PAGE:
Palamedes

Palamedes

Palamedes

Palamedes was the son of Nauplius and Clymene in Greek mythology. He was one of the participants of the Trojan War on the side of Greece.

After Helen had been kidnapped by Paris, the Oath of Tyndareus was invoked, according to which all previous suitors of Helen should defend the couple in any future setback. Odysseus had also taken the oath, but did not want to take part in the war, because an oracle had told him it would take him decades to return to his family. Agamemnon sent Palamedes in order to get Odysseus; when he arrived in Ithaca, Odysseus pretended to be insane by plowing salt in his fields. Palamedes realised that this was a trick, and put Odysseus' infant son Telemachus in front of the plow. Odysseus, unable to kill his son, revealed his trick and was forced to join the Greek army.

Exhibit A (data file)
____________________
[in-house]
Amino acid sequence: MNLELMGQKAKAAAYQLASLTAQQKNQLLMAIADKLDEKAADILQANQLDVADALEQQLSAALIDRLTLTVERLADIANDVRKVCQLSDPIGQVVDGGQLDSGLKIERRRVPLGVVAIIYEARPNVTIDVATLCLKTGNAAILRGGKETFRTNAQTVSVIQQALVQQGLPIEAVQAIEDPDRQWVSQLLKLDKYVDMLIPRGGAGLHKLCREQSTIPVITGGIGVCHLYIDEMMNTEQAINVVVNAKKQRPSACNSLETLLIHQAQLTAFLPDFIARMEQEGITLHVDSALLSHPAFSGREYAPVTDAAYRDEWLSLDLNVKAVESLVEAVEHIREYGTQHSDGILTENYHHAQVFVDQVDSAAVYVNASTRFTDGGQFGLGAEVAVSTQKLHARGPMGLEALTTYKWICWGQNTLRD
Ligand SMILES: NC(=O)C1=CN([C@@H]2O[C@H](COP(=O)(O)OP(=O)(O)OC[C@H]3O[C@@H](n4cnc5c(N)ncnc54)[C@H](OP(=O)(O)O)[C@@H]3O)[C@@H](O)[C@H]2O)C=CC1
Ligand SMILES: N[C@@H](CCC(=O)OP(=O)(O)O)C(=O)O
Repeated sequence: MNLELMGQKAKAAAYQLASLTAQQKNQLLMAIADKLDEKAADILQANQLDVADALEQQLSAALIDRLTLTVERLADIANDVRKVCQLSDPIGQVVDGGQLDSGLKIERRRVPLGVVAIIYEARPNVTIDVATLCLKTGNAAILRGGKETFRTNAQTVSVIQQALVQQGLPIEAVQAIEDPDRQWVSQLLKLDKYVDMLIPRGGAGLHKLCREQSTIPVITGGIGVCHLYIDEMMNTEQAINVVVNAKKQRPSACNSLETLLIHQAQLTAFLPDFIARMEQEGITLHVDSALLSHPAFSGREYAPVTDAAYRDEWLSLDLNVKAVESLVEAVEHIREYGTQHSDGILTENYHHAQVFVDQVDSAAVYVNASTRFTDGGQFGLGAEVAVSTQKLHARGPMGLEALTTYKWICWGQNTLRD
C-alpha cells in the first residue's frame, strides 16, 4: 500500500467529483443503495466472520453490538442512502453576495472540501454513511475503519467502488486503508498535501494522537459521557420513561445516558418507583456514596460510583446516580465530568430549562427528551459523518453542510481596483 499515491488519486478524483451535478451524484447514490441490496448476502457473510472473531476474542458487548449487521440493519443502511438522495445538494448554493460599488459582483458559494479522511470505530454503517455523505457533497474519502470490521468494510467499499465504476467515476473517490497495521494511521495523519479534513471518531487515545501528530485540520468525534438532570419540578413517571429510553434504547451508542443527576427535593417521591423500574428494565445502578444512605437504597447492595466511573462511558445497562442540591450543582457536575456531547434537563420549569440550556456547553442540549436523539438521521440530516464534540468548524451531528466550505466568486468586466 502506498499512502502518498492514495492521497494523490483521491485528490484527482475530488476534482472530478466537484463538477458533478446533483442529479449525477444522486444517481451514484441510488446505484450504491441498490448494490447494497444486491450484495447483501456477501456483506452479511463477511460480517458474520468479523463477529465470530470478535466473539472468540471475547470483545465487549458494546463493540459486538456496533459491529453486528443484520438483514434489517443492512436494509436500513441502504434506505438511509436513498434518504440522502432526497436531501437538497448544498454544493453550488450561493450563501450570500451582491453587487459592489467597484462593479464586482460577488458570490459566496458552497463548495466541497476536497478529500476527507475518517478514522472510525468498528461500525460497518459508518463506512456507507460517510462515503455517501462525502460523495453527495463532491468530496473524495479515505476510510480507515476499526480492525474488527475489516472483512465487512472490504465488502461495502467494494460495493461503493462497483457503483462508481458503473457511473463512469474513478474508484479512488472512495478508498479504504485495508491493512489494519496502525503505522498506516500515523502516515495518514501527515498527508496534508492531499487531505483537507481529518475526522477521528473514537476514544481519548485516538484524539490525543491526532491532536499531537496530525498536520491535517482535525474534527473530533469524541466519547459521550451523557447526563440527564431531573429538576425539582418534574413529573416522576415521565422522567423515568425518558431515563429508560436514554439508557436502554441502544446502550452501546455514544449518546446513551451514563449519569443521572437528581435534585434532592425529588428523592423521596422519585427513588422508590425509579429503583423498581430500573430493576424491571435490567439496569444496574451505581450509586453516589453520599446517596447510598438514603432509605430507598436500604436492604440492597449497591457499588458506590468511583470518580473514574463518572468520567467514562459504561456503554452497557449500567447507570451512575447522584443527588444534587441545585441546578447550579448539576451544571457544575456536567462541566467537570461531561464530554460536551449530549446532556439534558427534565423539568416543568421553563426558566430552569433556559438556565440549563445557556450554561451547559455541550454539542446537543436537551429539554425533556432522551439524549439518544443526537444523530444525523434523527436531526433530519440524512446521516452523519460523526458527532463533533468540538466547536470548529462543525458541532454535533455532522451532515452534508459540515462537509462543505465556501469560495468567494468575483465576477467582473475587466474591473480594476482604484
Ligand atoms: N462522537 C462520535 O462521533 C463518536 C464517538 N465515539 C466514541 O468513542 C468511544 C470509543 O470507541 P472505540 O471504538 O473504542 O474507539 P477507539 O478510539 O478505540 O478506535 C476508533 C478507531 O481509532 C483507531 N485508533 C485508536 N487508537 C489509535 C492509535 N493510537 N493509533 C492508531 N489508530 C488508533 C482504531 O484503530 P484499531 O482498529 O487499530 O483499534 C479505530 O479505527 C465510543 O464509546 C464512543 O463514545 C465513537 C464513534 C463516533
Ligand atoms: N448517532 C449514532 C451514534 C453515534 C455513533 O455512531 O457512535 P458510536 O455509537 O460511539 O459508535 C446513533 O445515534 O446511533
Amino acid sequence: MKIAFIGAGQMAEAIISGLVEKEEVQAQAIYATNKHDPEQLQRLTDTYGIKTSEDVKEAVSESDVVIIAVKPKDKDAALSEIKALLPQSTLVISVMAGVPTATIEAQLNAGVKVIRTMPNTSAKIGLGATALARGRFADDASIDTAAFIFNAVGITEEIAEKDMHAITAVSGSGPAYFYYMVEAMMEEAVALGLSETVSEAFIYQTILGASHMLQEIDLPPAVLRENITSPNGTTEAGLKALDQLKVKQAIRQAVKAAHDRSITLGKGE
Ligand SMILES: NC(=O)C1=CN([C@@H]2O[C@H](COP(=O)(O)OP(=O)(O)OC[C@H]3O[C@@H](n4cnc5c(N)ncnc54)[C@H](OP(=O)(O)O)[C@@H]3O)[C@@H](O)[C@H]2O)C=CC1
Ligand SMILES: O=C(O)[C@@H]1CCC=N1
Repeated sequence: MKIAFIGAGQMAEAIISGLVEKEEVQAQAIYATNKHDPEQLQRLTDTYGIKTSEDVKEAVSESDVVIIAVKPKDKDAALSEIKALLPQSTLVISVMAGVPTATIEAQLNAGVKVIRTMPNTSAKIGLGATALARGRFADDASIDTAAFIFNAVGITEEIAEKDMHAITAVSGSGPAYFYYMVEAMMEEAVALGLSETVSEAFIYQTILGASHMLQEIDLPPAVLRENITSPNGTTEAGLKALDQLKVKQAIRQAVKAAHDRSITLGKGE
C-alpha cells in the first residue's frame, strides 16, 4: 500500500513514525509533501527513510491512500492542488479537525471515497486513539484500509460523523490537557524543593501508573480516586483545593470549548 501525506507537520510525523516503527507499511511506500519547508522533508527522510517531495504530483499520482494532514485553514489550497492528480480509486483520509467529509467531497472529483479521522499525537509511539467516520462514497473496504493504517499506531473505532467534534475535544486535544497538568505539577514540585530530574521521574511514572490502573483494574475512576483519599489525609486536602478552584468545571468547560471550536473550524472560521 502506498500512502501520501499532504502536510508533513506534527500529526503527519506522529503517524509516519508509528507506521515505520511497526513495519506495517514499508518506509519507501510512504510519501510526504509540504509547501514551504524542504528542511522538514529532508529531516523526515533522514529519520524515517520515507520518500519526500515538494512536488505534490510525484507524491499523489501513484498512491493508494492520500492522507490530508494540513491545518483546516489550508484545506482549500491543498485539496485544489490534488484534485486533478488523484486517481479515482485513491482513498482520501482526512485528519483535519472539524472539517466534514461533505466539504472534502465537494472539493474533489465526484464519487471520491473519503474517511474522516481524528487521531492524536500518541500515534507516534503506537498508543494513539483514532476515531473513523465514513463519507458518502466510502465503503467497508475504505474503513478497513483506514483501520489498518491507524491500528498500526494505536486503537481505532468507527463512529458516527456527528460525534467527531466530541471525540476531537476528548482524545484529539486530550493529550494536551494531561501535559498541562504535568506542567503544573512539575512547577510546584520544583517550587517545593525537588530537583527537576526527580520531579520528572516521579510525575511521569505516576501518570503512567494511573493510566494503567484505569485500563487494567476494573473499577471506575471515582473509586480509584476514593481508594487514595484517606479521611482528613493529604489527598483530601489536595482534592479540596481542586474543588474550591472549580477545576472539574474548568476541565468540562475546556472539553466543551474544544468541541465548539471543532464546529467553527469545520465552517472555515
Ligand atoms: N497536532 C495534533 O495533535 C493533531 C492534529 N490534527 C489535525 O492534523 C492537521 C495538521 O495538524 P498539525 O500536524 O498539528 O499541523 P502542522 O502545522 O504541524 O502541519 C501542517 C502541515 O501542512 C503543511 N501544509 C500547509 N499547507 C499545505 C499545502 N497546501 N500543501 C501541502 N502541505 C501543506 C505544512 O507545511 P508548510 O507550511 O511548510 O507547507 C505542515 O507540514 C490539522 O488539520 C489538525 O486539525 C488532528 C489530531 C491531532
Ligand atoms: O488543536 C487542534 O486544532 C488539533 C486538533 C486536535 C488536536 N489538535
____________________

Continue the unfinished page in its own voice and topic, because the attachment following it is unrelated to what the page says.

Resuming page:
Odysseus always remembered that it was Palamedes who forced him to participate in the Trojan War. During the war, Palamedes told the Greeks to go back home, and Odysseus seized the opportunity to blame him. He set him up by hiding gold in Palamedes' tent, and left a letter that was supposedly written by King Priam of Troy. The Greeks found the letter and condemned him to death as a traitor; he was stoned to death by Odysseus and Diomedes. There are other accounts as to how he died; some say that the two men killed him during a fishing expedition, or by putting him in a well that supposedly had treasure and was then buried by stones.

See Also: Clymene, Trojan War, Helen, Paris, Oath of Tyndareus, Odysseus, Agamemnon, Telemachus, Diomedes, Priam

Palamedes Q&A

Who was Palamedes?

Palamedes was the son of Nauplius and Clymene in Greek mythology. He was one of the participants of the Trojan War on the side of Greece.

Who were the parents of Palamedes?

The parent of Palamedes was Clymene.

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